Every Kenyan above the age of 18 will now be required to make an annual compulsory contribution of Sh6,000 to the National Hospital Insurance Fund (NHIF) following a bill passed by parliament last week. The recent bill that was passed came as part of the government’s plan to reposition the National Health Insurance Fund (NHIF) into a strategic purchaser and implement a Universal Health Coverage (UHC). It targets more than 16 million adults who have not enrolled for NHIF. Statistics show that about 25.36 million Kenyans are over 18 years of age, NHIF has 8.898 million registered members. All adults will be mandated to pay Sh500 monthly in a redesigned universal health coverage (UHC) scheme for outpatient and inpatient services, including maternity, dialysis, cancer treatment and surgery. The UHC is built on the US’s Obamacare that requires all Americans to buy insurance cover. Kenya has prioritised the attainment of UHC by 2022 hence the reforms in NHIF.
Initially, the formally employed individuals were the only ones mandated to pay for NHIF. Self-employed and unemployed people were to subscribe to NHIF voluntarily. Parents who were members of NHIF were permitted to register their children as beneficiaries until they turn 18. NHIF continued to cover said beneficiaries up to 21 years provided they had no livelihood and were still fully dependent on their contributors. Only the physically or mentally challenged and fully dependent on contributors were ruled out from getting their own cover after 21 years.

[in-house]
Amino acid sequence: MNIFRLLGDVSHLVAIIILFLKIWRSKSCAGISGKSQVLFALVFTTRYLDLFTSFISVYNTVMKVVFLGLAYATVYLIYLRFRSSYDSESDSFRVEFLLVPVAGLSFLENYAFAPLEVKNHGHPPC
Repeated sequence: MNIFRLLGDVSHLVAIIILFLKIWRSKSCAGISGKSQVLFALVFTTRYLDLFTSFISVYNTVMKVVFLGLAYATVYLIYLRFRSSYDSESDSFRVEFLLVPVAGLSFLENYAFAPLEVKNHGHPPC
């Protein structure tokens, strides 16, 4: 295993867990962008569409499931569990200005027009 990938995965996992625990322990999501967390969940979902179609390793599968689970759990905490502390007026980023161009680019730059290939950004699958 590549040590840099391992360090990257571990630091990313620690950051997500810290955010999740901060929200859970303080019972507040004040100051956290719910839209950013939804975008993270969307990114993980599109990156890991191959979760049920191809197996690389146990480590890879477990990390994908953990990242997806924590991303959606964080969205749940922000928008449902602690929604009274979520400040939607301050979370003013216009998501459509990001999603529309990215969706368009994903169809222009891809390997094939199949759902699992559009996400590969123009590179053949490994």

The biggest beneficiary of this new shift in policy is NHIF. It is highly likely to be the richest state-backed firm after the passed bill is implemented into law. Employers on the other hand are getting the short end of the stick. They will be compelled to match employees’ monthly contributions to the Fund. Failure to do so in time will be liable to penalties and fines. Private insuring companies will also dance to a similar tune like that of employers. The bill proposed that private insurers incur the first cost for beneficiaries with other health insurance plans.
All these reforms sound solid, but how easy is the implementation process going to be? How will the government enforce mandatory contribution? Contributions from salaried adults will be easy to collect and keep track of, but what about those from the informal sector? Most companies that offer informal employment hardly keep distinct records. The workers are paid either on an hourly, daily or weekly basis. There is need to put in place systems and processes that establish total compliance with this new laws.
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